Charles writes:

Hello All;

65F (18C) and damp.  Not a great day, but 65 in mid January is both nice and something to complain about.

Not sure if this is a TWiV, Daniel Griffin or TWiM question.  The subject that brought this to mind was most recently on TWiM 279, but has been on TWiV before, and with amoebas being parasites, how could I not ask Dr. Griffin.  That subject is successful phage therapy.

I remember summer stories about naegleria fowleri amoeba eating people’s brains and there not being much that would help them.  Antibiotics may help early, but nothing seemed to work late.  So thinking way out of the box, I remembered that giant viruses infect amoebas.  So is that like phages infecting bacteria?  If so, could we find or modify (please don’t let Rand Paul know) a giant virus that inactivates naegleria fowleri amoebas?

Is this interesting, or should this computer programmer get back in his lane?


Charles Fischer

PS, Even if you suggest I get back in my lane, history suggests I will not follow your excellent advice.

Flavia writes:

After listening to many, many TWIVs over the past year(s), I, a junior-college graduate only, whose interest was literature, am BEGINNING to grasp virology.  Your podcasts are fascinating and thankfully, necessarily often repeat concepts and accompanying vocabulary, and that repetition seems to have pierced my veil of ignorance re virus matters.  THANK YOU!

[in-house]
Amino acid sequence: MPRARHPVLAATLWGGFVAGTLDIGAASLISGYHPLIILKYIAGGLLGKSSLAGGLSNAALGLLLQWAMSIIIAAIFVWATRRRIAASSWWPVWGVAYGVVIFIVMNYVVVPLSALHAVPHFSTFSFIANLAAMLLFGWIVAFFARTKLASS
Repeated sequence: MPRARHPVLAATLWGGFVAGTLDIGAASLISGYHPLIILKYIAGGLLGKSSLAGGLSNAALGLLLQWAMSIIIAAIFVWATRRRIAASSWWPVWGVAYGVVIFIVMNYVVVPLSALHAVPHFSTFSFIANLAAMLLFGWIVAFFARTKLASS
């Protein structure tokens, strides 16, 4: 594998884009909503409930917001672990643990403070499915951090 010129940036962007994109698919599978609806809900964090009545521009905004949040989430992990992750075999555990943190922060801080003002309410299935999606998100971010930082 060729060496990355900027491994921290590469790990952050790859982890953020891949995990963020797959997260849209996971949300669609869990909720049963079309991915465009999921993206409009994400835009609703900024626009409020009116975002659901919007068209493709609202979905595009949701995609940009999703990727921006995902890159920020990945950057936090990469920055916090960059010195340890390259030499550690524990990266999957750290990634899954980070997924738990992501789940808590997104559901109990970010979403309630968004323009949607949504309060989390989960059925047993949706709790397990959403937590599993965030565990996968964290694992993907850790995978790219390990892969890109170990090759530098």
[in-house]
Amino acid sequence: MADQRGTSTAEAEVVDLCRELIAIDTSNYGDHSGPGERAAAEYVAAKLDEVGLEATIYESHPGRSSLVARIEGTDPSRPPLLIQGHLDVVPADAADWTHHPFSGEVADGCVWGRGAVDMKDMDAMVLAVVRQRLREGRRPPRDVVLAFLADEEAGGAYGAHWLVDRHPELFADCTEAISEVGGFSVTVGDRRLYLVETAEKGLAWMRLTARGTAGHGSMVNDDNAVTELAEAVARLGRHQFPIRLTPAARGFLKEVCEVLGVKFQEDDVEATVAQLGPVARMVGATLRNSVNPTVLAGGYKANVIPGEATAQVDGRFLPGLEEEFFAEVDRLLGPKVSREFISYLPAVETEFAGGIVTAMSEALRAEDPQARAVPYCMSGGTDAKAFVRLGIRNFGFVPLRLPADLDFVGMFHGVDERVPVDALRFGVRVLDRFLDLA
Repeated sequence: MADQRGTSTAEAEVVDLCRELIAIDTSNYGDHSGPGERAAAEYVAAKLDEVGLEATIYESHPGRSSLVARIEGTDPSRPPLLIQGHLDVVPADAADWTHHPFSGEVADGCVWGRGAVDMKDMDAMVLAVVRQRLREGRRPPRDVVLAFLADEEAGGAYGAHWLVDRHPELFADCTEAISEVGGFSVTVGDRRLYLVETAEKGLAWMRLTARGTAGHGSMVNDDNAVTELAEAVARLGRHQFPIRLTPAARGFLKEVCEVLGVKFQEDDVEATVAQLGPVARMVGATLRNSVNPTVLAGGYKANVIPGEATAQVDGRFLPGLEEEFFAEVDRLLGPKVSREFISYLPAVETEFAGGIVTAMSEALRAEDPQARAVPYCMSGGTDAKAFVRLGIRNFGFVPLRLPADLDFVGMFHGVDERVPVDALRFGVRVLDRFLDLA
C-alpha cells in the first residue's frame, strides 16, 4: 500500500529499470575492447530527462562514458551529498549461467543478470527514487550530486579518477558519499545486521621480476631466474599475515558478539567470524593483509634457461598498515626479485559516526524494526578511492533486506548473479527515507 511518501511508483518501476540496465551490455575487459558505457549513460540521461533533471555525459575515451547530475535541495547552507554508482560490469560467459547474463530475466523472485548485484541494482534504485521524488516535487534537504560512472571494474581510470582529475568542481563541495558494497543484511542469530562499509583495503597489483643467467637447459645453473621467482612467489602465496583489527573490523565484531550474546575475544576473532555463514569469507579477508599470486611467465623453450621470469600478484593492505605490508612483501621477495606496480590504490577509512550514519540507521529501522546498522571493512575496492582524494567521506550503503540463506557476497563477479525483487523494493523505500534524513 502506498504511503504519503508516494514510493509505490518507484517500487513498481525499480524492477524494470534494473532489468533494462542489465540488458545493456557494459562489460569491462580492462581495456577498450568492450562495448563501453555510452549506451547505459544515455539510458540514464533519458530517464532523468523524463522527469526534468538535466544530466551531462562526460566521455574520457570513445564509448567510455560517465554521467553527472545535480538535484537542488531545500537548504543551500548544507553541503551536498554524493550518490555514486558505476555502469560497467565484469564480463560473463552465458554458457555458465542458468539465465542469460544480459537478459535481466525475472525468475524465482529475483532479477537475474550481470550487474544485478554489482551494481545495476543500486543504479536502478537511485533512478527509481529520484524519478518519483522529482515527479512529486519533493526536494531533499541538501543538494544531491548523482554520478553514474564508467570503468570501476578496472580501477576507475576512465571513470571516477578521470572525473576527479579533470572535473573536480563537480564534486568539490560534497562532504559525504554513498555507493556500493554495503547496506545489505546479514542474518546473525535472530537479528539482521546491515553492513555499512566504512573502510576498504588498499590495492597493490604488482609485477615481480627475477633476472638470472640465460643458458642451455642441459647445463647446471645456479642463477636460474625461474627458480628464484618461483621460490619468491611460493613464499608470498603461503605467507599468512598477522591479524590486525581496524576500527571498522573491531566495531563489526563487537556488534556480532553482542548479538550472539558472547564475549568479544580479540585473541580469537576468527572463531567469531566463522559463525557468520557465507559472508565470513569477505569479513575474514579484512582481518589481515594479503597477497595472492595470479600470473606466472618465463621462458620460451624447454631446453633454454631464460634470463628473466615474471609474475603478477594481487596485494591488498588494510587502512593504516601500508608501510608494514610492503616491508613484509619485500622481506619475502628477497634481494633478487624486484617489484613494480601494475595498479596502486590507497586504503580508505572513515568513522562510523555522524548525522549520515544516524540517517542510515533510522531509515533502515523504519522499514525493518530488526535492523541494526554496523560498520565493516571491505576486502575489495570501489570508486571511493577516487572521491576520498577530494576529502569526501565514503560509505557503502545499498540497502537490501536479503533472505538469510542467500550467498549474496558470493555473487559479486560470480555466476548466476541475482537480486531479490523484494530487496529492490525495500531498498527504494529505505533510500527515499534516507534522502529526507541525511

I write today because your most recent TWIV included mention of “splash back” toilet flushing problems, even potentially with urinals. I had just come across the linked article and thought I’d pass along for your possible (albeit unlikely) interest. 

P.S.:  I wish TWIM were both audio AND visual.

Ginny writes:

I just had to share, in case you hadn’t seen it, that Fox News wondered if that Chinese balloon, 60K feet in the air, was “filled with virus,” “came from Wuhan,” and “we’d all end up back on ventilators.” I literally laughed out loud. They really don’t get science, do they?

Hope that gave you a laugh, too. 

Thanks for all you do.


Rochester, NY

Hunter writes:
Esteemed TWiV’ers,

Unfettered praise seems to assist in getting an email read during the podcast – all of you are beacons of light on coronavirus – thank you!

Alan said to keep it succinct, so here goes.  This link is to the annual report for Rabies surveillance in North America for 2020: